Elon freshman Guillermo Vizuete didn’t know they identified as asexual until they found the label online. Vizuete, who uses he/they pronouns, said that the label seemed to “fit.”
“I don't really feel sexual attraction. I have no idea what that feels like so it kind of just fits,” Vizuete said.
Finding the label allowed Vizuete to educate themselves on an identity they weren’t even aware of. From Oct. 23 to Oct. 29, Asexual Awareness Week – also known as Ace Week – aims to continue that trend among everyone by “raising awareness and expanding education of asexuality,” according to the official Ace Week website.
Elon’s Gender and LGBTQIA Center has a goal parallel to Ace Week – it wants to educate the Elon community on asexuality and its misconceptions. On Tuesday’s College Coffee, the GLC’s table gave out asexual pride flags and information cards about asexuality, as well as displayed a larger asexual pride flag.
The Ace and Aro website defines asexuality as experiencing little to no sexual attraction to anyone or not experiencing desire for sexual contact. Asexuality is different from celibacy or abstinence in that it is not a choice – it is innately who someone is.
Vizuete is part of the 1% of the population that identifies as asexual. Because of how uncommon the identity is, Vizuete said many misconceptions come with it. Even discrimination within the LGBTQIA+ communities arises due to the debate on if asexuality should be considered an LGBTQIA+ identity at all, as cisgender, heterosexual people can identify with it.
GLC Graduate assistant, Vanessa Truellove affirmed asexuality as being part of the LGBTQIA+ communities.
“It has to do with your own personal sexuality or lack of sexual attraction,” Truellove said. “LGBTQIA is all about understanding the way in which we express our sexuality and what that looks like and how it might deviate from what is considered ‘normal.’”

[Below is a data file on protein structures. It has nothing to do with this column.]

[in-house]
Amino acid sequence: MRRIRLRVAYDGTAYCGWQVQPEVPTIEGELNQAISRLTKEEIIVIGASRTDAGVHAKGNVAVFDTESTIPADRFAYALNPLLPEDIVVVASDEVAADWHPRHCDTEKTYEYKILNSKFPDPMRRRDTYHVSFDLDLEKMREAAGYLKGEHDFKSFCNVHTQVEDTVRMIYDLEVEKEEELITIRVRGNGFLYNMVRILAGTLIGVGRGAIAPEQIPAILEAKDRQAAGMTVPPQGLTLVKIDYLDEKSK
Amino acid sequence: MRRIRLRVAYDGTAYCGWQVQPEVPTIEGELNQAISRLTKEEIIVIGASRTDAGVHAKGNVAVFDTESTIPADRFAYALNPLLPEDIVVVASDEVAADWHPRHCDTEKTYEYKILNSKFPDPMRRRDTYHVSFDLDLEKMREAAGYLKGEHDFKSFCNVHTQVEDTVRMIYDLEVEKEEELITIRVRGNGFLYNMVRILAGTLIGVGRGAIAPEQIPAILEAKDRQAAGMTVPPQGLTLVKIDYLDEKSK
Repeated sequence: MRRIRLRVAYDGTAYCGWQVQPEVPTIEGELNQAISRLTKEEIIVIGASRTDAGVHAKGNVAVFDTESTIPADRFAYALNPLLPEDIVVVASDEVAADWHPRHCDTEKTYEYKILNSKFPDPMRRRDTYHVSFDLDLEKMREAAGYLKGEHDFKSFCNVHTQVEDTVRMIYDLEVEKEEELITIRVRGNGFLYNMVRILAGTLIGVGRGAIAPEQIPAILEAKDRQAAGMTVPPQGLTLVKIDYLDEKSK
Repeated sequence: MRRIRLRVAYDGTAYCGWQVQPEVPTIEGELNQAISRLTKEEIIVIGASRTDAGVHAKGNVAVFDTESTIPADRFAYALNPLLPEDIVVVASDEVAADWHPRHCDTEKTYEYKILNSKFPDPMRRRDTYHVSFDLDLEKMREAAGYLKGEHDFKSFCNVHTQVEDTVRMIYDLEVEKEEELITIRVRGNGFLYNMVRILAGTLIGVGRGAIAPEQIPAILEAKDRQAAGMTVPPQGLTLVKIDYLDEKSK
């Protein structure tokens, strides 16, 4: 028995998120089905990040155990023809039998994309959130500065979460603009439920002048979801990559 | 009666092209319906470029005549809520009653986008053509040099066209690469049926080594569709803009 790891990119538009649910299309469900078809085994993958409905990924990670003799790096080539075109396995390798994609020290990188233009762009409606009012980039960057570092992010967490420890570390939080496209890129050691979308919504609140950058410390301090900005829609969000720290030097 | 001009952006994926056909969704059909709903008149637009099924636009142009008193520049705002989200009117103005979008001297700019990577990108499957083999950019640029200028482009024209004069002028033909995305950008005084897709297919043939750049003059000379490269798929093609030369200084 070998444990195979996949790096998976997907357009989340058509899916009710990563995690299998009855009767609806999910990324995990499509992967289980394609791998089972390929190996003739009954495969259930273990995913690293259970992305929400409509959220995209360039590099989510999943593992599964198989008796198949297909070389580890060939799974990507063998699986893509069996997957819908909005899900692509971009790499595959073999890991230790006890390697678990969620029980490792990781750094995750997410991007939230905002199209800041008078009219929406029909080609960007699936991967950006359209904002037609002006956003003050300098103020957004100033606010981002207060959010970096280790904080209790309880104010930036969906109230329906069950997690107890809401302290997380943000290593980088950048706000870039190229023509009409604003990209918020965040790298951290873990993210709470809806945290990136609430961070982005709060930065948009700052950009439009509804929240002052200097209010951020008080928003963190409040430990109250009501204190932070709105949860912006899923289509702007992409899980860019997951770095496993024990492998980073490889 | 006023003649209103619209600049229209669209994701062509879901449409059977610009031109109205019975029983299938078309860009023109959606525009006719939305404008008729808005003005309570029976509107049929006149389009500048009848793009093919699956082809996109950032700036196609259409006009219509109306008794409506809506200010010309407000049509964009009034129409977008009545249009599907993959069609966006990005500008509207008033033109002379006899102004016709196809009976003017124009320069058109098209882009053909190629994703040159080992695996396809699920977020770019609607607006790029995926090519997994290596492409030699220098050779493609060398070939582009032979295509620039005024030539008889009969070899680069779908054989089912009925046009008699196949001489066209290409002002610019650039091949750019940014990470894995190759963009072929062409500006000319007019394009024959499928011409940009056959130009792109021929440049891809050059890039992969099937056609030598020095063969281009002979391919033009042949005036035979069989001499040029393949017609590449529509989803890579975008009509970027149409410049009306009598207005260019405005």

Truellove also said a lot of misconceptions stem from lack of education and tend to arise in relationships between asexual and nonasexual people.
“Asexuality isn't really talked about in mainstream culture. People don't understand it, and because people don't understand it, people think that asexuality doesn't exist,” Truellove said. “That’s because they are coming from a place of understanding what sexual attraction is and that everybody experiences it when in reality, that's not the case.”
Thinking everybody experiences sexual attraction can cause confusion in those who end up dating an asexual person – and even some self-esteem loss – according to Truellove, because the nonasexual person might blame themselves for their partner not having a desire for sex. But Vizuete said asexuals can still feel romance, and it doesn’t have to be all about sex.
“Usually it's harder for us to date because people don't understand that asexual people can often still feel romantically attracted to people,” Vizuete said. “And when they do [understand] there’s often discrimination. They just don’t care because we often don't want to have sex.”
Vizuete added that asexual people are often labeled “childish,” a “plant” or a “robot” for not wanting to have sex, which they said is both dehumanizing and discriminatory..
Despite these challenges, Truellove said the asexual community has been able band together and support one another in times where they feel invisible.
“If you can find an asexual community of people who understand your experience, feel validated in your experience and be able to name that you're asexual, it allows you to understand what's actually going on rather than feeling like you're an anomaly,” Truellove said.
This Ace Week, Vizuete hopes Elon students – asexual or not – will educate themselves on asexuality in order to be more inclusive and to combat stereotypes.
“Not everyone experiences the world the same, and we should understand that some people don't feel sexual attraction, and that's OK,” Vizuete said. “We should be accepting and happy for them and not feel like it’s sad.”